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BLOOMBERG: Former U.K. Judge Says Justices Often Rule Without Expertise

March 28 (Bloomberg) — Hugh Laddie, the first London High Court judge to resign in 35 years, said he often ruled on tax or insolvency cases that he wasn't trained to hear because of the way the English legal system works.
“It is neither efficient nor fair on litigants to run a system in which judges are frequently deciding cases outside their area of expertise,'' Laddie, a patent law specialist, said in an interview last week. “No system could avoid that in all circumstances, but that should be the aim. I do not believe it is the aim in the current English system.''
Laddie, 59, told law students at the University of London last month he'd have been better off using a “roulette wheel'' to decide some cases, according to the Law Gazette. He has since softened his stand. “If I said it, it was too strong,'' he said, adding that the weekly had misinterpreted him.
It's an unusual retreat for Laddie, who often courted controversy as a High Court judge. In a 2002 trademark dispute involving Arsenal Football Club Plc memorabilia, he took on the European Court of Justice, saying the court had exceeded its jurisdiction by finding facts and he wouldn't follow its decision. The Court of Appeal decided otherwise, overturning Laddie's judgment and ruling Arsenal's trademark was infringed by a vendor selling knock-off merchandise.
Having Fun
Laddie's resignation from the bench last year also bucked convention. Saying he missed the “fun'' of working with other lawyers, Laddie joined Rouse & Co. intellectual property solicitors as a consultant. With High Court judges traditionally leaving when they retire or die, Laddie's departure made national news: “`Bored' High Court Judge Resigns,'' the Telegraph newspaper trumpeted.
“I was certainly getting more miserable,'' Laddie said, happily pointing out his new office overlooking the Thames River and Canary Wharf. “I can't say I felt stimulated on those cases about landlord-tenant disputes and things I knew nothing about.''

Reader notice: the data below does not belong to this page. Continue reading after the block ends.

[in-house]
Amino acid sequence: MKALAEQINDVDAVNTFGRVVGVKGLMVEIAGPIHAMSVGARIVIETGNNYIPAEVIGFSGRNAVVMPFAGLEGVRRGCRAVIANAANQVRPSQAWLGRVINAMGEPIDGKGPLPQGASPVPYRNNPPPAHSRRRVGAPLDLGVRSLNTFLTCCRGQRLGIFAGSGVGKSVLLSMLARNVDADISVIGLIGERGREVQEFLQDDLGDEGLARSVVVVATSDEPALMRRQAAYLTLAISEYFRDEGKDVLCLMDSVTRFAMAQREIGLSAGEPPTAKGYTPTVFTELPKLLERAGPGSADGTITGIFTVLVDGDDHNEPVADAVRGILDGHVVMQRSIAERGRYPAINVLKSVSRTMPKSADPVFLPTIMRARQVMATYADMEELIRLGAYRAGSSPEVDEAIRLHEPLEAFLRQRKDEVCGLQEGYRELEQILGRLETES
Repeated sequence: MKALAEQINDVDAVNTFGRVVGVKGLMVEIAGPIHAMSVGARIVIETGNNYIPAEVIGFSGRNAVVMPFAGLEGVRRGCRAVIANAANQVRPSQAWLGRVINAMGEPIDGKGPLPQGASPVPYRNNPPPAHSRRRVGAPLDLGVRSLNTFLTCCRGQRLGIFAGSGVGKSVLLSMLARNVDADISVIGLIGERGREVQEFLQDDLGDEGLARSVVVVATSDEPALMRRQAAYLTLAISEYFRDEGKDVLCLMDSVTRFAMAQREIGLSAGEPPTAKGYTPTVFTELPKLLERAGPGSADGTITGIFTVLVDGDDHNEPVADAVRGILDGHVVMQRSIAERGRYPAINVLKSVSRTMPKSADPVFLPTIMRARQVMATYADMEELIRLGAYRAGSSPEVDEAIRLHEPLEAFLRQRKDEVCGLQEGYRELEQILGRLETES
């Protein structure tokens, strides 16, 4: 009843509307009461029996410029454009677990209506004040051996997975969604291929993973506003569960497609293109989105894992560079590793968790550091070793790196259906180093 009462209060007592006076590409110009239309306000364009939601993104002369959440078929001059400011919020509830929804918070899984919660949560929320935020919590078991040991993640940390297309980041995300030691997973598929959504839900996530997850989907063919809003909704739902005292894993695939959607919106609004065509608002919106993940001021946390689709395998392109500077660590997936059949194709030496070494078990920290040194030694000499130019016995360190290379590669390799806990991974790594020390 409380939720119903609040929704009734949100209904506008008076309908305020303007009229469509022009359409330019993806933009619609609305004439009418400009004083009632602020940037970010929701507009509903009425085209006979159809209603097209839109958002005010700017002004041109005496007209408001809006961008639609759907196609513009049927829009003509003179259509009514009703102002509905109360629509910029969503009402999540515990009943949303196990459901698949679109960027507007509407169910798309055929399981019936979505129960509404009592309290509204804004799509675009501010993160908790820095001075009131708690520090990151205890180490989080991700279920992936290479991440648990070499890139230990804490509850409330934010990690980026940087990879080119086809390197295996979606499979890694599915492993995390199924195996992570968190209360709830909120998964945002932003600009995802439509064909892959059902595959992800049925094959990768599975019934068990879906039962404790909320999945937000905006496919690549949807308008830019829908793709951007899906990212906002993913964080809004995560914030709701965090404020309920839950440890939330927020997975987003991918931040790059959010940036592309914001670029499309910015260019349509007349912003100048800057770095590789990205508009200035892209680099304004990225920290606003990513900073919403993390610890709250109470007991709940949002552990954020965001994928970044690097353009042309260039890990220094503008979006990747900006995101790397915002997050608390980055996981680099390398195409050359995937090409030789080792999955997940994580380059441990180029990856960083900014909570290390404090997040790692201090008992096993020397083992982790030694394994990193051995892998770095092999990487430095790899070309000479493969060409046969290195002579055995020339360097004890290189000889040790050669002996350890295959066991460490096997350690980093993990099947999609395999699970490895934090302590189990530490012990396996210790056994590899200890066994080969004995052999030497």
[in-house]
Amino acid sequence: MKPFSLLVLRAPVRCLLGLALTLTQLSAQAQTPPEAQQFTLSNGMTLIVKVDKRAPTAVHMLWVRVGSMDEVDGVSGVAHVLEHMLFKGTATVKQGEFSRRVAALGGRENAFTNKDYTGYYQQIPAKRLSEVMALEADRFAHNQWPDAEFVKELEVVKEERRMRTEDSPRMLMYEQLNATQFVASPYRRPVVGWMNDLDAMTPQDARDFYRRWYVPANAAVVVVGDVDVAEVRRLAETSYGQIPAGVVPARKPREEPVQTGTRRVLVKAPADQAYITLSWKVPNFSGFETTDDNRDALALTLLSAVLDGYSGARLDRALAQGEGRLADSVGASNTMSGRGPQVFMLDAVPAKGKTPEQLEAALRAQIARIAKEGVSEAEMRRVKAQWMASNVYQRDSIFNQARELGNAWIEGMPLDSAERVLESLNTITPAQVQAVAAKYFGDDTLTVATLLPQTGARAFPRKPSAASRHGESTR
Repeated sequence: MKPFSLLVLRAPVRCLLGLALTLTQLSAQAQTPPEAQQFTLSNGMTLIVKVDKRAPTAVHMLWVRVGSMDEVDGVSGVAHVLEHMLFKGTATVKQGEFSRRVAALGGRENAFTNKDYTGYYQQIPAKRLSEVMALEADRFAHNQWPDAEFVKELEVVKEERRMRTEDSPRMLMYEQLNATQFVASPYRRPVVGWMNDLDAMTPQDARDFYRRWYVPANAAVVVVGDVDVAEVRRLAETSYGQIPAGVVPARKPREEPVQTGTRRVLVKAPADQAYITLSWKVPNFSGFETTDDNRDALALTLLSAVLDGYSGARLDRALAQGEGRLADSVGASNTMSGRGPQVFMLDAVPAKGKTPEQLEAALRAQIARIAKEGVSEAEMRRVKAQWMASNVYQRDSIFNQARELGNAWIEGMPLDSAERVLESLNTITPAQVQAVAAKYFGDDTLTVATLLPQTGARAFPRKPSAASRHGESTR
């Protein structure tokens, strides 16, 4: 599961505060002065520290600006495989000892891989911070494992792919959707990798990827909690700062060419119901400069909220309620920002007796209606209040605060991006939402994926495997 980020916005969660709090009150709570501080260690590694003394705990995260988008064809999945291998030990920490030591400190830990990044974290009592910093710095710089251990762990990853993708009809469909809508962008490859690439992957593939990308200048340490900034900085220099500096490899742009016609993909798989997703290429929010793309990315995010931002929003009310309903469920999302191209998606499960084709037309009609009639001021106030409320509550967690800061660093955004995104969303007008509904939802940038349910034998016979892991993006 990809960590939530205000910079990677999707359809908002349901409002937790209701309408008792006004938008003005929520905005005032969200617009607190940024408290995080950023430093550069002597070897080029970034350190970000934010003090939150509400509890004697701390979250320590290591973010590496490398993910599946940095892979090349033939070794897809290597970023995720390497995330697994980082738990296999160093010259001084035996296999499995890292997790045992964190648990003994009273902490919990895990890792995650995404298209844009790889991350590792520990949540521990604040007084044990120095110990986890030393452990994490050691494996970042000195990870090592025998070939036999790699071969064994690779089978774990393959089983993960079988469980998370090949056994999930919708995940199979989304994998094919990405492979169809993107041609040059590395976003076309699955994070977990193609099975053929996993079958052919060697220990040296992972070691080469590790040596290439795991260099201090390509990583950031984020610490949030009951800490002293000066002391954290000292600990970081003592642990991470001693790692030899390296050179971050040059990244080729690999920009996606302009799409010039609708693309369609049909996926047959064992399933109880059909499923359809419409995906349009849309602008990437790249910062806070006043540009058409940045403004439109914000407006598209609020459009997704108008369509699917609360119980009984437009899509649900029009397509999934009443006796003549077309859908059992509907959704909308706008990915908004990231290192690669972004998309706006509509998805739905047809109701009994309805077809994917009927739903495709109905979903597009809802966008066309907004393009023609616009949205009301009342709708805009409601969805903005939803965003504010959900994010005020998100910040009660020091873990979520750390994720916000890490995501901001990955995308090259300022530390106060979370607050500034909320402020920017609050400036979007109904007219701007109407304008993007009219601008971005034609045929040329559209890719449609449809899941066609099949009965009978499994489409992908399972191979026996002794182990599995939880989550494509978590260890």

Laddie, whose cases included one involving the makers of the BlackBerry wireless device, said he had considered resigning for three years. When pressed about what the final straw for his departure was, the soft-spoken Laddie said: “You're not going to cross-examine me.''
Laddie's passion, aside from his family and fly fishing, has always been patent law, particularly if it involves genetic engineering, which he describes as “breathtakingly beautiful science.''
Family Matters
His interest stretches back to the University of Cambridge, where he studied medicine for two years before switching majors. Laddie's father, brother and sister are lawyers, as is his son who works as an employment barrister at London-based Matrix Chambers with Cherie Booth QC, Prime Minister Tony Blair's wife.
Laddie, born in London, married his childhood sweetheart, raised three children and was called to the bar in 1969 where he specialized in patent law. He became a Chancery judge in 1995 and said he found complex commercial disputes “stimulating, like high-wire walking is stimulating.''
There was a perception in legal circles that Laddie and his co-judges were against patent holders, although Laddie disputes this. It didn't help when CMS Cameron McKenna LLP, a London-based law firm, published a 2002 study of the Patents Court that showed that in 23 judgments made in 2001, only eight favored the patentee. Of six of those judgments made by then-Justice Laddie, none favored the patentee.
“None?'' Laddie said, when told of the study. He denies there was bias or favoritism in his judgments or those of his colleagues. “There are lies, damn lies and statistics and that is an example.''
Legal Wisdom
Sir Hugh, who doesn't use the knighthood title he gained in 1995 on his business cards, prefers to be remembered as a judge who streamlined costs and court time so plaintiffs could afford to bring actions against wealthier defendants.
Laddie's last substantive case before retiring was Research in Motion UK Ltd. v Inpro Licensing Sarl. Inpro brought claims against RIM, the makers of the BlackBerry, in Britain and Germany over a European patent related to the transposition of images and Internet files. RIM, which eventually won, wanted proceedings fast-tracked so they could challenge Inpro's U.K. patent and protect RIM's BlackBerry sales in Europe. Inpro objected.
Laddie decided that if one party asked for a streamlined procedure, the court should proceed unless there was a convincing reason not to. Laddie's decision opened the door to streamlining complex English patent cases to allow factual and expert evidence to be given in writing, and limited the cross-examination of witnesses.
The RIM case was so complicated that it took longer than Laddie had envisioned. Justice Nicholas Pumfrey, who heard the case after Laddie retired, ruled that the test for streamlining should be an objective one, based on all the material, rather than the presumptive test Laddie had wanted. Clients can still get their case streamlined though if they meet the test.
Laddie, who is proud of this contribution to the legal system, said he tends to take his hits and misses in his stride.
“If you think judges only speak wisdom then there would be no need for the Court of Appeal,'' he said.
To contact the reporter on this story:
Caroline Byrne in London at [email protected].

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